Granulated sugar is pure sucrose (a type of sugar molecule). It is a highly refined sugar from either sugar beets or sugar cane, meaning it contains no molasses or any other 'leftovers' from the original plants. The relatively large crystals means it is a good multipurpose sugar that is not susceptible to caking and clumping. It's the most common type of sugar used in baking and cooking - when people talk about "sugar," this is usually what they're talking about.

Coarse sugar
A type of sugar with a larger crystal. The large crystal size makes it highly resistant to color change or inversion (the natural breakdown of sucrose to fructose and glucose) at high temperatures, making it perfect for fondants, confections and liquors.

Sanding sugar, sparkling sugar, pearlized sugar, sprinkle sugar, sugar crystals or coloured sugar
A (usually) coarse sugar, mainly used for decorating. This sugar can come in a great variety of colours. The large crystals are fairly resistant to heat and add extra texture and crunch to cookies and other baked goods.They are used during baking as well as sprinkled on top during decorating.

Pearl sugar, hail sugar or nibsugar
Granulated sugar pressed in the shape of large to small pearls. It usually has a white colour and has a coarse, hard texture. It holds it's shape and doesn't melt when exposed to high temperatures. This sugar is usually added as decoration of filling to pastries, cookies, buns or bread. Pearl sugar differs from rock sugar in that it is made of compressed sugar granules, rather than melted sugar formed into rocks. Pearl sugar is preferred for baking as you can still bite through the pearls, while rock sugar gives much more difficulty.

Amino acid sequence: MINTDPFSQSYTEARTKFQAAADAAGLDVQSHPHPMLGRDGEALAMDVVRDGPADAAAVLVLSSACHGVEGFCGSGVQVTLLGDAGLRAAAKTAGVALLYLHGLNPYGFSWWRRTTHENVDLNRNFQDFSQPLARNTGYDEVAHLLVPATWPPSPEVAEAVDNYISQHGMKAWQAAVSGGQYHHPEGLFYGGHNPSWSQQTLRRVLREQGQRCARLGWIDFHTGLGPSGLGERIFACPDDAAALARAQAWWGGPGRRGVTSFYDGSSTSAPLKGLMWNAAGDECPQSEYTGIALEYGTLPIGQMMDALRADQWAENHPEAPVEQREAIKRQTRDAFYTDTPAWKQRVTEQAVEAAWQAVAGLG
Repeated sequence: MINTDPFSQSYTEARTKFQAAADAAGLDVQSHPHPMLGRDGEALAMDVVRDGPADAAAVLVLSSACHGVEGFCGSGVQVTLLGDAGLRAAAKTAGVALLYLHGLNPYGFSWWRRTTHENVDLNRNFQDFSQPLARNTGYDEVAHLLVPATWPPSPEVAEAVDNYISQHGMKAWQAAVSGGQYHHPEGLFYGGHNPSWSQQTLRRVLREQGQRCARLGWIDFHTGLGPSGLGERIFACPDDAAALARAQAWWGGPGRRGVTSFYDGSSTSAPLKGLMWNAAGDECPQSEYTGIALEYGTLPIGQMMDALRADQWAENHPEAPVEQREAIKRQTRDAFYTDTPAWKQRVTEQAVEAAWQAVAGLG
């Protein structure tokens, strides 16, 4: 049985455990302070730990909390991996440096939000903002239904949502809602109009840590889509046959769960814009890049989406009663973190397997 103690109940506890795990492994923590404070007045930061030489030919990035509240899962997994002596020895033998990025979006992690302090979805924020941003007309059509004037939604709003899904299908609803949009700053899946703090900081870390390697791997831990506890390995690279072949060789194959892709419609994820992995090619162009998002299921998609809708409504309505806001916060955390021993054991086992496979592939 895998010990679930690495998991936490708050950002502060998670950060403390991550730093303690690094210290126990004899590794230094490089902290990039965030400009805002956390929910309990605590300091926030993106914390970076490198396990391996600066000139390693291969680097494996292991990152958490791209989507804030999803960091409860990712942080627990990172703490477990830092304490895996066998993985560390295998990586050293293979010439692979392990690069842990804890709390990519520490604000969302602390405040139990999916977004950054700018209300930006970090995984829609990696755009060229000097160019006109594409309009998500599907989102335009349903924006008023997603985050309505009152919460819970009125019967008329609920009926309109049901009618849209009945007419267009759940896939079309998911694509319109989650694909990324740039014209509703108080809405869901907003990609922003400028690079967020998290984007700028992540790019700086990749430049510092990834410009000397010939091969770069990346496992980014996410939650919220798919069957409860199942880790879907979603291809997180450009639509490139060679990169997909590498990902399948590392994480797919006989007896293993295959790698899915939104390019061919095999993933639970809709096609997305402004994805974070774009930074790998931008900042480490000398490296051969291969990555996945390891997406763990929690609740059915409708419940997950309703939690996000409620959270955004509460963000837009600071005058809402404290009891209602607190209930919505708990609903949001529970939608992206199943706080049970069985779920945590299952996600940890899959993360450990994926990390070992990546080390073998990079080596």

Rock sugar (fine, coarse), chinese rock sugar, chinese lump sugar or kandij (NL/BE)
This sugar is made by saturating a sugar-water solution and evaporating the water, leaving large 'rocks' of sugar crystals. Sometimes small sticks are used in the solution for the crystals to grow on. Rock sugar can come in a variety of colours and flavours. It is often dissolved in tea and is used in several cuisines, including Chinese and Tamil. Chinese rock sugar usually comes in a caramel golden colour, while the 'lumps' are opaque white, but terms are used interchangeably. Kandij is usually a darker caramel-coloured sugar. Rock sugar is rarely used in baking.


Brown & unrefined sugars

Brown sugars have a different flavour than white sugars due to the higher molasses content and other leftovers from processing sugar. Molasses are naturally present in sugar, but sometimes they are re-added later on in the processing. They tend to be more moist and acidic and decrease the browning temperature of the sugar. The brown sugars below are organised in alphabetical order.

Arenga sugar
See palm sugar. A type of palm sugar created from the sap of a specific palm tree: the sugarpalm. Similar to other palm sugars.

Basterdsuiker (white, light brown or dark)
A Dutch type of sugar. It's a fine sugar made of Dutch sugar beets. The light brown and dark basterdsuiker are made by (re-)adding dark sugar syrup with beet sugar molasses and caramel to the fine sugar. The latter are used in stead of brown sugar in Dutch or Belgian recipes. Basterdsuiker has more moist results compared to other sugars and is comparible to brown sugar.

Brown sugar (light, medium, dark)